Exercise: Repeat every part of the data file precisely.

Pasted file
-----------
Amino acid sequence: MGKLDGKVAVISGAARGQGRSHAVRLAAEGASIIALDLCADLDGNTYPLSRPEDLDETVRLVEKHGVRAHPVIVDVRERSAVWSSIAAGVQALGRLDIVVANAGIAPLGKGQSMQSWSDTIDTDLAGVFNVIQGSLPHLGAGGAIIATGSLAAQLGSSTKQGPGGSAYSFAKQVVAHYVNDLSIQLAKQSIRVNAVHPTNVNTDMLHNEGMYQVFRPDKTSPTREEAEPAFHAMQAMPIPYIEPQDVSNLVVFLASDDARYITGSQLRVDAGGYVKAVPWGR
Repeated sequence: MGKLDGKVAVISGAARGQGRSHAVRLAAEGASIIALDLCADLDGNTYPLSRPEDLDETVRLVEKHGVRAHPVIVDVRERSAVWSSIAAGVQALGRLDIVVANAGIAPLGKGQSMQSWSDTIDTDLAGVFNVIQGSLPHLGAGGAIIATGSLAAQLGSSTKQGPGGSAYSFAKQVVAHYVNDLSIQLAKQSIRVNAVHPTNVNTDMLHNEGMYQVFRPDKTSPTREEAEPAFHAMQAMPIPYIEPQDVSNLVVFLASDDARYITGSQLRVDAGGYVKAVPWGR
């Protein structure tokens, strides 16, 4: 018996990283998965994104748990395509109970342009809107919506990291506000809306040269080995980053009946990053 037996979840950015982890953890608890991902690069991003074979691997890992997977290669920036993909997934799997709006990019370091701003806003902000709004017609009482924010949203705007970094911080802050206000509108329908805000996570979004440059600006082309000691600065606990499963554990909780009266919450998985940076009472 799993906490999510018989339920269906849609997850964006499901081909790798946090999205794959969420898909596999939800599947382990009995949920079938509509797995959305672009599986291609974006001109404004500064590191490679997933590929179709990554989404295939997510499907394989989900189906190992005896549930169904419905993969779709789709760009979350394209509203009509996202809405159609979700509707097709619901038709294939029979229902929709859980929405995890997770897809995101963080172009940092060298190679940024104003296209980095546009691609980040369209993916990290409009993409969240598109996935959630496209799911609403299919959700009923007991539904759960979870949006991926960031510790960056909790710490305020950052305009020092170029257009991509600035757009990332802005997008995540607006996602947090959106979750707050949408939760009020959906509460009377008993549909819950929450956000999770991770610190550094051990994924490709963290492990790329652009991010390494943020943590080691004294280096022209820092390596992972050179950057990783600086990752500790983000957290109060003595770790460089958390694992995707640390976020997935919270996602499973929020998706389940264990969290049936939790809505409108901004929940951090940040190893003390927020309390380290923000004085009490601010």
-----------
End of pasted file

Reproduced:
Amino acid sequence: MGKLDGKVAVISGAARGQGRSHAVRLAAEGASIIALDLCADLDGNTYPLSRPEDLDETVRLVEKHGVRAHPVIVDVRERSAVWSSIAAGVQALGRLDIVVANAGIAPLGKGQSMQSWSDTIDTDLAGVFNVIQGSLPHLGAGGAIIATGSLAAQLGSSTKQGPGGSAYSFAKQVVAHYVNDLSIQLAKQSIRVNAVHPTNVNTDMLHNEGMYQVFRPDKTSPTREEAEPAFHAMQAMPIPYIEPQDVSNLVVFLASDDARYITGSQLRVDAGGYVKAVPWGR
Repeated sequence: MGKLDGKVAVISGAARGQGRSHAVRLAAEGASIIALDLCADLDGNTYPLSRPEDLDETVRLVEKHGVRAHPVIVDVRERSAVWSSIAAGVQALGRLDIVVANAGIAPLGKGQSMQSWSDTIDTDLAGVFNVIQGSLPHLGAGGAIIATGSLAAQLGSSTKQGPGGSAYSFAKQVVAHYVNDLSIQLAKQSIRVNAVHPTNVNTDMLHNEGMYQVFRPDKTSPTREEAEPAFHAMQAMPIPYIEPQDVSNLVVFLASDDARYITGSQLRVDAGGYVKAVPWGR
């Protein structure tokens, strides 16, 4: 018996990283998965994104748990395509109970342009809107919506990291506000809306040269080995980053009946990053 037996979840950015982890953890608890991902690069991003074979691997890992997977290669920036993909997934799997709006990019370091701003806003902000709004017609009482924010949203705007970094911080802050206000509108329908805000996570979004440059600006082309000691600065606990499963554990909780009266919450998985940076009472 799993906490999510018989339920269906849609997850964006499901081909790798946090999205794959969420898909596999939800599947382990009995949920079938509509797995959305672009599986291609974006001109404004500064590191490679997933590929179709990554989404295939997510499907394989989900189906190992005896549930169904419905993969779709789709760009979350394209509203009509996202809405159609979700509707097709619901038709294939029979229902929709859980929405995890997770897809995101963080172009940092060298190679940024104003296209980095546009691609980040369209993916990290409009993409969240598109996935959630496209799911609403299919959700009923007991539904759960979870949006991926960031510790960056909790710490305020950052305009020092170029257009991509600035757009990332802005997008995540607006996602947090959106979750707050949408939760009020959906509460009377008993549909819950929450956000999770991770610190550094051990994924490709963290492990790329652009991010390494943020943590080691004294280096022209820092390596992972050179950057990783600086990752500790983000957290109060003595770790460089958390694992995707640390976020997935919270996602499973929020998706389940264990969290049936939790809505409108901004929940951090940040190893003390927020309390380290923000004085009490601010």